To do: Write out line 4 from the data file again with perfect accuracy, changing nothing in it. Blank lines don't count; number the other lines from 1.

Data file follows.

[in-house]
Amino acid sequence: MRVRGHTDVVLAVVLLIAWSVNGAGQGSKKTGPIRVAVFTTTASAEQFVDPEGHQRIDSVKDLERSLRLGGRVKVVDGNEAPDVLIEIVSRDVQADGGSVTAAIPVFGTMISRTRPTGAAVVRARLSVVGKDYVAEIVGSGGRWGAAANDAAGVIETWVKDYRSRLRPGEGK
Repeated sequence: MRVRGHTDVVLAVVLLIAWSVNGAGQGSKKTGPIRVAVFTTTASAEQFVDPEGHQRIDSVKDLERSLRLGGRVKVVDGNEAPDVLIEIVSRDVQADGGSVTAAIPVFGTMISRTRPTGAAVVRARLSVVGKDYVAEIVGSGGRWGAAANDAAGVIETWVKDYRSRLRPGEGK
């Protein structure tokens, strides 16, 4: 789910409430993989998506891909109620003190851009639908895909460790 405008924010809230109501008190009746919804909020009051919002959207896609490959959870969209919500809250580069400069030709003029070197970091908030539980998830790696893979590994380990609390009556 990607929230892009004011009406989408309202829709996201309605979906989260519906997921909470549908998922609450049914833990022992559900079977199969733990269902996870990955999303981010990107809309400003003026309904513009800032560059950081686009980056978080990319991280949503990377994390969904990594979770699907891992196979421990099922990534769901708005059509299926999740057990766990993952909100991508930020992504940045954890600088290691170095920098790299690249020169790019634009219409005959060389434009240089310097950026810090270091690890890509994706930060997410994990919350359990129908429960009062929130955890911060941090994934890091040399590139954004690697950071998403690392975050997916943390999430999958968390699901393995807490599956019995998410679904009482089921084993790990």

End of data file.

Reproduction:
């Protein structure tokens, strides 16, 4: 789910409430993989998506891909109620003190851009639908895909460790 405008924010809230109501008190009746919804909020009051919002959207896609490959959870969209919500809250580069400069030709003029070197970091908030539980998830790696893979590994380990609390009556 990607929230892009004011009406989408309202829709996201309605979906989260519906997921909470549908998922609450049914833990022992559900079977199969733990269902996870990955999303981010990107809309400003003026309904513009800032560059950081686009980056978080990319991280949503990377994390969904990594979770699907891992196979421990099922990534769901708005059509299926999740057990766990993952909100991508930020992504940045954890600088290691170095920098790299690249020169790019634009219409005959060389434009240089310097950026810090270091690890890509994706930060997410994990919350359990129908429960009062929130955890911060941090994934890091040399590139954004690697950071998403690392975050997916943390999430999958968390699901393995807490599956019995998410679904009482089921084993790990």